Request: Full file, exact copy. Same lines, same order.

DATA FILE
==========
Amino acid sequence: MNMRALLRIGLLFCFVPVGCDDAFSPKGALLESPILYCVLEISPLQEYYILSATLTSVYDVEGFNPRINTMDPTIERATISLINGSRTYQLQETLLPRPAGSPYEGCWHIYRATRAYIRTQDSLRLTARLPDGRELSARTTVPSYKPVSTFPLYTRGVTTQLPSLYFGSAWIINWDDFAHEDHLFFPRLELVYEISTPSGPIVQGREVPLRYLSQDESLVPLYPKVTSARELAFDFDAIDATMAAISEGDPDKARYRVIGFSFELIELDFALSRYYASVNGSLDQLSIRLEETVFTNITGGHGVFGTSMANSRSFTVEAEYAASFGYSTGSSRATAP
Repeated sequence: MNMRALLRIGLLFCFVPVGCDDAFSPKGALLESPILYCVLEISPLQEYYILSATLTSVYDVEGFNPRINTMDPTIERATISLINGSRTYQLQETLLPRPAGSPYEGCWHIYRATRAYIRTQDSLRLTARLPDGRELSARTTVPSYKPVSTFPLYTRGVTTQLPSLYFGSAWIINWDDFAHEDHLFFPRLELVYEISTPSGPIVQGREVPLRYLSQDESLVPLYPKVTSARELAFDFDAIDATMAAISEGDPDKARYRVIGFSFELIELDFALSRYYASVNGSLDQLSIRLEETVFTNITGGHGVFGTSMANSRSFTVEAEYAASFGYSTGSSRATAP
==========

Amino acid sequence: MNMRALLRIGLLFCFVPVGCDDAFSPKGALLESPILYCVLEISPLQEYYILSATLTSVYDVEGFNPRINTMDPTIERATISLINGSRTYQLQETLLPRPAGSPYEGCWHIYRATRAYIRTQDSLRLTARLPDGRELSARTTVPSYKPVSTFPLYTRGVTTQLPSLYFGSAWIINWDDFAHEDHLFFPRLELVYEISTPSGPIVQGREVPLRYLSQDESLVPLYPKVTSARELAFDFDAIDATMAAISEGDPDKARYRVIGFSFELIELDFALSRYYASVNGSLDQLSIRLEETVFTNITGGHGVFGTSMANSRSFTVEAEYAASFGYSTGSSRATAP
Repeated sequence: MNMRALLRIGLLFCFVPVGCDDAFSPKGALLESPILYCVLEISPLQEYYILSATLTSVYDVEGFNPRINTMDPTIERATISLINGSRTYQLQETLLPRPAGSPYEGCWHIYRATRAYIRTQDSLRLTARLPDGRELSARTTVPSYKPVSTFPLYTRGVTTQLPSLYFGSAWIINWDDFAHEDHLFFPRLELVYEISTPSGPIVQGREVPLRYLSQDESLVPLYPKVTSARELAFDFDAIDATMAAISEGDPDKARYRVIGFSFELIELDFALSRYYASVNGSLDQLSIRLEETVFTNITGGHGVFGTSMANSRSFTVEAEYAASFGYSTGSSRATAP